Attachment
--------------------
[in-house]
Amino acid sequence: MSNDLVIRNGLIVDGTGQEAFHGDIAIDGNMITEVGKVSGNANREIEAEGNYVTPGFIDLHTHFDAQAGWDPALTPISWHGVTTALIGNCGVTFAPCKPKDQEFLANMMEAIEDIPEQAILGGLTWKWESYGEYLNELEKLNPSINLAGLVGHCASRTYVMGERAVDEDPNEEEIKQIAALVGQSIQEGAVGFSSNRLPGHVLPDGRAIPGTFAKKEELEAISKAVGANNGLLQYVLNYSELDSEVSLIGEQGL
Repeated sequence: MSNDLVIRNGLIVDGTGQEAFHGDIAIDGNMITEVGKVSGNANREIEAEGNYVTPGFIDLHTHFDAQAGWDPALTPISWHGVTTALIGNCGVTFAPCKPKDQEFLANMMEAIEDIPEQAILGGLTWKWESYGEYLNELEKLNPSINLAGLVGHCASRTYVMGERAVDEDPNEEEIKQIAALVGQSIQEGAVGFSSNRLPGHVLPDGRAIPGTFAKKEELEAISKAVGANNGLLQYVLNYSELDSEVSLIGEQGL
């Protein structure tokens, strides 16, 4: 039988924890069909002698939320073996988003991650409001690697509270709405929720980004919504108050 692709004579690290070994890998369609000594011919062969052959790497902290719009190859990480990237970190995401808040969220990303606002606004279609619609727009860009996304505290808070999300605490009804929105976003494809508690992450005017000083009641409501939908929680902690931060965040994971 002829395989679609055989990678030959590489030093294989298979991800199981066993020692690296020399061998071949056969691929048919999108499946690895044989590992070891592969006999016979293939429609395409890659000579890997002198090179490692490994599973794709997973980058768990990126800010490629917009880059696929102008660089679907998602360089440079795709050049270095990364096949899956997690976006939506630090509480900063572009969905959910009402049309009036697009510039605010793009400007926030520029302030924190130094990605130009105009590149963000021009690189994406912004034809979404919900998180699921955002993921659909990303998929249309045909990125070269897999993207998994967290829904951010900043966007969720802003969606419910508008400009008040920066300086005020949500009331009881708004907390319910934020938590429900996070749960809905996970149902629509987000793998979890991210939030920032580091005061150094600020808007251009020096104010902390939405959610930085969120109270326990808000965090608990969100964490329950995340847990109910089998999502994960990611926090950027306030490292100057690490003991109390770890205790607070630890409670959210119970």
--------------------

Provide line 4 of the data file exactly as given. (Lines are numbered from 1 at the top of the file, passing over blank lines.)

């Protein structure tokens, strides 16, 4: 039988924890069909002698939320073996988003991650409001690697509270709405929720980004919504108050 692709004579690290070994890998369609000594011919062969052959790497902290719009190859990480990237970190995401808040969220990303606002606004279609619609727009860009996304505290808070999300605490009804929105976003494809508690992450005017000083009641409501939908929680902690931060965040994971 002829395989679609055989990678030959590489030093294989298979991800199981066993020692690296020399061998071949056969691929048919999108499946690895044989590992070891592969006999016979293939429609395409890659000579890997002198090179490692490994599973794709997973980058768990990126800010490629917009880059696929102008660089679907998602360089440079795709050049270095990364096949899956997690976006939506630090509480900063572009969905959910009402049309009036697009510039605010793009400007926030520029302030924190130094990605130009105009590149963000021009690189994406912004034809979404919900998180699921955002993921659909990303998929249309045909990125070269897999993207998994967290829904951010900043966007969720802003969606419910508008400009008040920066300086005020949500009331009881708004907390319910934020938590429900996070749960809905996970149902629509987000793998979890991210939030920032580091005061150094600020808007251009020096104010902390939405959610930085969120109270326990808000965090608990969100964490329950995340847990109910089998999502994960990611926090950027306030490292100057690490003991109390770890205790607070630890409670959210119970």